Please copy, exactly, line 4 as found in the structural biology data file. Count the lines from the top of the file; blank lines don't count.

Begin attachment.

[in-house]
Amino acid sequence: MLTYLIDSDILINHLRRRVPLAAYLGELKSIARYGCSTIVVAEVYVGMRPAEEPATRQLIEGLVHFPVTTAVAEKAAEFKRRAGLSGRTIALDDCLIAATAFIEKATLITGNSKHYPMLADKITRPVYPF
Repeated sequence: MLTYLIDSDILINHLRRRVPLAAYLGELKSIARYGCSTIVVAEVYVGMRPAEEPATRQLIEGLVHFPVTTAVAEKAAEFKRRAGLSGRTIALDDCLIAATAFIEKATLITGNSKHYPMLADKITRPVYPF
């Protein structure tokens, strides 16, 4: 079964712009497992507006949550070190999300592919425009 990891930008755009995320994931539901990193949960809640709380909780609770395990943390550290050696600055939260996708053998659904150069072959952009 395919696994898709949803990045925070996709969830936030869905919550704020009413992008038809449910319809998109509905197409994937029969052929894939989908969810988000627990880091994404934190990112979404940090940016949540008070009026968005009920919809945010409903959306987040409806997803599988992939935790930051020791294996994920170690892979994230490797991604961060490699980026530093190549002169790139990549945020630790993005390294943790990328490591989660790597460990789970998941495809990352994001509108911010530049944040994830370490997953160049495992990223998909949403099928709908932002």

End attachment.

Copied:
């Protein structure tokens, strides 16, 4: 079964712009497992507006949550070190999300592919425009 990891930008755009995320994931539901990193949960809640709380909780609770395990943390550290050696600055939260996708053998659904150069072959952009 395919696994898709949803990045925070996709969830936030869905919550704020009413992008038809449910319809998109509905197409994937029969052929894939989908969810988000627990880091994404934190990112979404940090940016949540008070009026968005009920919809945010409903959306987040409806997803599988992939935790930051020791294996994920170690892979994230490797991604961060490699980026530093190549002169790139990549945020630790993005390294943790990328490591989660790597460990789970998941495809990352994001509108911010530049944040994830370490997953160049495992990223998909949403099928709908932002």